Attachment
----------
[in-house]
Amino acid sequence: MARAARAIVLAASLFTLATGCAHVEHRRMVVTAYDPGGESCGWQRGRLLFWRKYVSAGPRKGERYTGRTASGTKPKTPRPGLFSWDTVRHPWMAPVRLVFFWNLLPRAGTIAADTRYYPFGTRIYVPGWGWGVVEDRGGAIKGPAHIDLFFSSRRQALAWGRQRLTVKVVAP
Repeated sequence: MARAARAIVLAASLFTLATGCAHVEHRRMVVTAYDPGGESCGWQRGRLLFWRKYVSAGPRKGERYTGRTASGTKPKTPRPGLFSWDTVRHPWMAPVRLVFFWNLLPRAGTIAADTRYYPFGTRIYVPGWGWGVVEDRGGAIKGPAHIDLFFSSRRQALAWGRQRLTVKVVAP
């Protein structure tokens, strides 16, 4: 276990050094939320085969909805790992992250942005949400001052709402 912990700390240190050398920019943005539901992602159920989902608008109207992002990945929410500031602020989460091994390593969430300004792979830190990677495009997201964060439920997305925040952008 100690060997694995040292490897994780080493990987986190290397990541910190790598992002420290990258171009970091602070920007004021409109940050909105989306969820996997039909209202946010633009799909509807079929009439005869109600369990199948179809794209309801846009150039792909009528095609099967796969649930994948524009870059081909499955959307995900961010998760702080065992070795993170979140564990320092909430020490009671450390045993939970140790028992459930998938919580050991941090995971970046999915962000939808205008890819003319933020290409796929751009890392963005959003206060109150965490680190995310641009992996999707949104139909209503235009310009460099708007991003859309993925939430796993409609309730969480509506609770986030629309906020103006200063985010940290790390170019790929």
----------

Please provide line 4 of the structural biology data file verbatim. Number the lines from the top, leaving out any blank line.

């Protein structure tokens, strides 16, 4: 276990050094939320085969909805790992992250942005949400001052709402 912990700390240190050398920019943005539901992602159920989902608008109207992002990945929410500031602020989460091994390593969430300004792979830190990677495009997201964060439920997305925040952008 100690060997694995040292490897994780080493990987986190290397990541910190790598992002420290990258171009970091602070920007004021409109940050909105989306969820996997039909209202946010633009799909509807079929009439005869109600369990199948179809794209309801846009150039792909009528095609099967796969649930994948524009870059081909499955959307995900961010998760702080065992070795993170979140564990320092909430020490009671450390045993939970140790028992459930998938919580050991941090995971970046999915962000939808205008890819003319933020290409796929751009890392963005959003206060109150965490680190995310641009992996999707949104139909209503235009310009460099708007991003859309993925939430796993409609309730969480509506609770986030629309906020103006200063985010940290790390170019790929």